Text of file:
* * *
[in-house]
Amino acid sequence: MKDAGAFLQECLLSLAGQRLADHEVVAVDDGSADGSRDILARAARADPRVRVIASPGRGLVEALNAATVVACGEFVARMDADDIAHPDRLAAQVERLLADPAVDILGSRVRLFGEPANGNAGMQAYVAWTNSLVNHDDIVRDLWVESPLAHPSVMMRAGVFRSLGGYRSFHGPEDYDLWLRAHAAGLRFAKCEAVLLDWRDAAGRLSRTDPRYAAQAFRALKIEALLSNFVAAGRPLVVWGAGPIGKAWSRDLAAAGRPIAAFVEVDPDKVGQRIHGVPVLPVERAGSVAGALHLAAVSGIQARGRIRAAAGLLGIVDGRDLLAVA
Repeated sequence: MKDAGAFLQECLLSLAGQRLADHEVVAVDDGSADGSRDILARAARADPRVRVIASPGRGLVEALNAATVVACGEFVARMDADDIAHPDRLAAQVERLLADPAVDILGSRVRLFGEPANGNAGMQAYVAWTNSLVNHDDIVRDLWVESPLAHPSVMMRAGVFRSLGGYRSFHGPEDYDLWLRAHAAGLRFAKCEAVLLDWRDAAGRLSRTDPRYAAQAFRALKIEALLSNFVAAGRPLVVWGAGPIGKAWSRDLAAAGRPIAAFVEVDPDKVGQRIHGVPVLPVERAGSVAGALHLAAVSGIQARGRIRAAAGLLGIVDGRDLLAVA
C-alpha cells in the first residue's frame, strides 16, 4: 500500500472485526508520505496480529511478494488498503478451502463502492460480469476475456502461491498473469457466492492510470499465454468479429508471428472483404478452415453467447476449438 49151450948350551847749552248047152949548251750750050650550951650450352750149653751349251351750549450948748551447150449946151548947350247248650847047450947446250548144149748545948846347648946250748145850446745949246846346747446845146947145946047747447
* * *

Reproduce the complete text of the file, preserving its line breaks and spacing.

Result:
[in-house]
Amino acid sequence: MKDAGAFLQECLLSLAGQRLADHEVVAVDDGSADGSRDILARAARADPRVRVIASPGRGLVEALNAATVVACGEFVARMDADDIAHPDRLAAQVERLLADPAVDILGSRVRLFGEPANGNAGMQAYVAWTNSLVNHDDIVRDLWVESPLAHPSVMMRAGVFRSLGGYRSFHGPEDYDLWLRAHAAGLRFAKCEAVLLDWRDAAGRLSRTDPRYAAQAFRALKIEALLSNFVAAGRPLVVWGAGPIGKAWSRDLAAAGRPIAAFVEVDPDKVGQRIHGVPVLPVERAGSVAGALHLAAVSGIQARGRIRAAAGLLGIVDGRDLLAVA
Repeated sequence: MKDAGAFLQECLLSLAGQRLADHEVVAVDDGSADGSRDILARAARADPRVRVIASPGRGLVEALNAATVVACGEFVARMDADDIAHPDRLAAQVERLLADPAVDILGSRVRLFGEPANGNAGMQAYVAWTNSLVNHDDIVRDLWVESPLAHPSVMMRAGVFRSLGGYRSFHGPEDYDLWLRAHAAGLRFAKCEAVLLDWRDAAGRLSRTDPRYAAQAFRALKIEALLSNFVAAGRPLVVWGAGPIGKAWSRDLAAAGRPIAAFVEVDPDKVGQRIHGVPVLPVERAGSVAGALHLAAVSGIQARGRIRAAAGLLGIVDGRDLLAVA
C-alpha cells in the first residue's frame, strides 16, 4: 500500500472485526508520505496480529511478494488498503478451502463502492460480469476475456502461491498473469457466492492510470499465454468479429508471428472483404478452415453467447476449438 49151450948350551847749552248047152949548251750750050650550951650450352750149653751349251351750549450948748551447150449946151548947350247248650847047450947446250548144149748545948846347648946250748145850446745949246846346747446845146947145946047747447